Page:Roman History of Ammianus Marcellinus.djvu/466
parts of the country and committing great ravages. While the Franks and the Saxons who are on the frontiers of the Gauls were ravaging their country wherever they could effect an entrance by sea or land, plundering and burning, and murdering all the prisoners they could take.
6. To put a stop to these evils, if a favourable fortune should afford an opportunity, the new and energetic general repaired to that island situated at the extreme corner of the earth; and when he had reached the coast of Boulogne, which is separated from the opposite coast by a very narrow strait of the sea, which there rises and falls in a strange manner, being raised by violent tides, and then again sinking to a perfect level like a plain, without doing any injury to the sailors. From Boulogne he crossed the strait in a leisurely manner, and reached Richborough, a very tranquil station on the opposite coast.
7. And when the Batavi, and Heruli, and the Jovian and Victorian legions who followed from the same place, had also arrived, he then, relying on their number and power, landed and marched towards Londinium, an ancient town which has since been named Augusta; and dividing his army into several detachments, he attacked the predatory and straggling bands of the enemy who were loaded with the weight of their plunder, and having speedily routed them while driving prisoners in chains and cattle before them, he deprived them of their booty which they had carried off from these miserable tributaries of Rome.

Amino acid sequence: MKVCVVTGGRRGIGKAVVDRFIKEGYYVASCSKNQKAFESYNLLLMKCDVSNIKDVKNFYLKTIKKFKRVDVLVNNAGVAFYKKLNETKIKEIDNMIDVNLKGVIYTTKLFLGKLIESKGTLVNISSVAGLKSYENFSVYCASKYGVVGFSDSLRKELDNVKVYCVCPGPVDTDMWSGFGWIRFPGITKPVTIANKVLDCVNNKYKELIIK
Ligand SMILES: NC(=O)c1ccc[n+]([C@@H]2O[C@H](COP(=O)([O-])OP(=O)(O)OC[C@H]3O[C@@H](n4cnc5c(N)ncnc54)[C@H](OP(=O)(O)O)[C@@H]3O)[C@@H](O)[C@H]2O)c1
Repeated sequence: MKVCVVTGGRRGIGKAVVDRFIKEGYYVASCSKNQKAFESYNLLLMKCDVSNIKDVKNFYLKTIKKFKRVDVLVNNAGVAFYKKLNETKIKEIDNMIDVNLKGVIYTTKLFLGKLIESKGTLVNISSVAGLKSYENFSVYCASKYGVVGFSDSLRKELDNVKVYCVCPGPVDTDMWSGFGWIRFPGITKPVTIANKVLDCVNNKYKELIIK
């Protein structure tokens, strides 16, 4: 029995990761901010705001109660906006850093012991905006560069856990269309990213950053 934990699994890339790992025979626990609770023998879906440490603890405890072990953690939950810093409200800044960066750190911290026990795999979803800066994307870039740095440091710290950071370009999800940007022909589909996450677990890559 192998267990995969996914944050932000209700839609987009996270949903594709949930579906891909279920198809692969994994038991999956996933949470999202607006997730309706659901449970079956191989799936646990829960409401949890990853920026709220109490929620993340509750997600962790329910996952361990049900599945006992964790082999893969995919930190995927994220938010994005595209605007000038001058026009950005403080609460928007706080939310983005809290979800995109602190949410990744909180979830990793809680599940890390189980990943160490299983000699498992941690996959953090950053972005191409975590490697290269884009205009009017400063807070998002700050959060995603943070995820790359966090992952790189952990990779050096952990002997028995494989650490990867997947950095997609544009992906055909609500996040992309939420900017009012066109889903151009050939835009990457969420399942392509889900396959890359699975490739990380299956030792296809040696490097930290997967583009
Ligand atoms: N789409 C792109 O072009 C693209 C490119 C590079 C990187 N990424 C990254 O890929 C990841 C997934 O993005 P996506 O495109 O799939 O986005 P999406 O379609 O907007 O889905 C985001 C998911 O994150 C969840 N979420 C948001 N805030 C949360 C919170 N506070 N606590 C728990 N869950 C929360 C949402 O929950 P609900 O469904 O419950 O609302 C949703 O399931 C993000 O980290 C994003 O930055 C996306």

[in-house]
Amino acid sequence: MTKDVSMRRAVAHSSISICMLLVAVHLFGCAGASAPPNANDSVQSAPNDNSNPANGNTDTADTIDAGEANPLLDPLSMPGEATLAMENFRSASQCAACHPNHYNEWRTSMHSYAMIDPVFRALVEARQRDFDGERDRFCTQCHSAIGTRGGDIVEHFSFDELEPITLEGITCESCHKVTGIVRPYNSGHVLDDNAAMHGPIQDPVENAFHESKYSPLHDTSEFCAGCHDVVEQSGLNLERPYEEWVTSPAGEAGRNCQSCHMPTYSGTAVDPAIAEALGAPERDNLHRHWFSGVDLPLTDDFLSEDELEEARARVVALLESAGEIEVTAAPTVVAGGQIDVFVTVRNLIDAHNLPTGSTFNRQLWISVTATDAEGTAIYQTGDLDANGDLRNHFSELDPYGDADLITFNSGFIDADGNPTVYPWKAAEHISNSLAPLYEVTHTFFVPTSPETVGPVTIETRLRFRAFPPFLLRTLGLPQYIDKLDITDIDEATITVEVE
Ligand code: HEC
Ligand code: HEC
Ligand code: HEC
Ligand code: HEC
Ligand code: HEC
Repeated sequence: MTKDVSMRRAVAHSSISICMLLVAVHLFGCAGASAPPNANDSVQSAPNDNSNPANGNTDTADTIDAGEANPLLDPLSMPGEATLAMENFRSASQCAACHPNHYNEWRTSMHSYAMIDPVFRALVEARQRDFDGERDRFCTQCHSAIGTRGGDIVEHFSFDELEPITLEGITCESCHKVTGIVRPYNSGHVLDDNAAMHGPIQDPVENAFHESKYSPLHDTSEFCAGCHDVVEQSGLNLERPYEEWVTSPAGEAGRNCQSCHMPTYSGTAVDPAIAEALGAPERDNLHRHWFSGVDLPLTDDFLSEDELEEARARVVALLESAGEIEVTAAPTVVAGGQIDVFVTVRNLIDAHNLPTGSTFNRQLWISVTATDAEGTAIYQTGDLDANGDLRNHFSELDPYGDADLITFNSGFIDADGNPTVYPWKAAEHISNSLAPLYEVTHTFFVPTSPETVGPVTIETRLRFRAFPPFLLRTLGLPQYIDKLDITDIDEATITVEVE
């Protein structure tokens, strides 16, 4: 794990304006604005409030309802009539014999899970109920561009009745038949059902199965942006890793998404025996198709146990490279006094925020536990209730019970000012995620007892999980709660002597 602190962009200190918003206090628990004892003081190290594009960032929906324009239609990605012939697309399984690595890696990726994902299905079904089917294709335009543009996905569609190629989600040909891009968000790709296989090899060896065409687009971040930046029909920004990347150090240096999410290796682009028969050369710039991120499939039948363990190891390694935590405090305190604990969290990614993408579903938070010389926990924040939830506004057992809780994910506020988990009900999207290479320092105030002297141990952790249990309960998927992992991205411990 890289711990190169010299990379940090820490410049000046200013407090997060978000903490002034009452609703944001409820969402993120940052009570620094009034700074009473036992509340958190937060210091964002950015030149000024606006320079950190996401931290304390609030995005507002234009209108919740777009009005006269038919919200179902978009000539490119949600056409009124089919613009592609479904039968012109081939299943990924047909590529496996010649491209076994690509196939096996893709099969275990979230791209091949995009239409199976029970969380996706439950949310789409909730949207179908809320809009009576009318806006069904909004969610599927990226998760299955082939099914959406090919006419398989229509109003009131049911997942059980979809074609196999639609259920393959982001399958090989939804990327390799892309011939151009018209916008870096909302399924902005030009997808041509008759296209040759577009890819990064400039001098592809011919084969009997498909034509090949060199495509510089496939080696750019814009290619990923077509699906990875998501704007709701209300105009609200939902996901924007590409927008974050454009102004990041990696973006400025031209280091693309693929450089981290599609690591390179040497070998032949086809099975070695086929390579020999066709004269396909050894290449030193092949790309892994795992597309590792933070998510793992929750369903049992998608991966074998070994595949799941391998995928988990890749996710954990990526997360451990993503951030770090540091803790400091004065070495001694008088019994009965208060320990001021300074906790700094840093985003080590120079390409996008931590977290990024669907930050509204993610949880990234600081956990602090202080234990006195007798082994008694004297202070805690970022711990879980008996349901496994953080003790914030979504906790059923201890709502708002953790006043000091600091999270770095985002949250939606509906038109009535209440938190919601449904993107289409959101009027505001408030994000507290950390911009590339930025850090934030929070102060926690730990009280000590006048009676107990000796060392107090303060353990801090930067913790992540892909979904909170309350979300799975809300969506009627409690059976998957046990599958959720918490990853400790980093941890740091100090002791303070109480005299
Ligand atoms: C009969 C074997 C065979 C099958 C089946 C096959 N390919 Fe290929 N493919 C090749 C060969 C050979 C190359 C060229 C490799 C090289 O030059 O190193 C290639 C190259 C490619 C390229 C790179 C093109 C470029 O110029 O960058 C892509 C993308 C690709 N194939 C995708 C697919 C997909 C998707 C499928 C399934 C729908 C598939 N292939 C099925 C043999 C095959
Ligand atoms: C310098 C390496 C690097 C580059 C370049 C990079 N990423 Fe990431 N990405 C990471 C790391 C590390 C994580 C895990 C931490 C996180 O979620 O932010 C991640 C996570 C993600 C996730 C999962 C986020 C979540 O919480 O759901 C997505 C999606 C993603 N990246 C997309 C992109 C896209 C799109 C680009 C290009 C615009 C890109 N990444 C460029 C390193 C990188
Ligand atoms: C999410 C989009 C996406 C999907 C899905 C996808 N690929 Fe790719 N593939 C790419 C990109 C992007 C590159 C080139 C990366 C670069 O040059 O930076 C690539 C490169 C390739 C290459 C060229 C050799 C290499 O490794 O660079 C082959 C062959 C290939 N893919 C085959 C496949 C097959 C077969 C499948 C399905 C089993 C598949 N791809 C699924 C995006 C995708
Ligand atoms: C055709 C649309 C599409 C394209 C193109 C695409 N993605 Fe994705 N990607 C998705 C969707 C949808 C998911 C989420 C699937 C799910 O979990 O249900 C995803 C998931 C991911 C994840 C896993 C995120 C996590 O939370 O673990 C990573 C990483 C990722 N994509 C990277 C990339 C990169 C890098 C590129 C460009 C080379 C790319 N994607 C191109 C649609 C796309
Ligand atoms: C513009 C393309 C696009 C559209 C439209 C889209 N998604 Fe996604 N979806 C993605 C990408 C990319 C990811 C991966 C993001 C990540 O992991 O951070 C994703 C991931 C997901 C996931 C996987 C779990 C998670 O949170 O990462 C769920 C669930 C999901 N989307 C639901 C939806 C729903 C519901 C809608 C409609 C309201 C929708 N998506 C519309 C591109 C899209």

8. To whom he restored the whole except a small portion which he allotted to his own weary soldiers: and then joyful and triumphant he made his entry into the city which had just before been overwhelmed by disasters, but was now suddenly re-established almost before it could have hoped for deliverance.
9. This success encouraged him to deeds of grenter daring, and after considering what counsels might be the safest, he hesitated, being full of doubts as to the future, and convinced by the confession of his prisoners and the information given him by deserters that so vast a multitude, composed of various nations, all incredibly savage, could only be vanquished by secret stratagems and unexpected attacks.
10. Then, by the publication of several edicts, in which he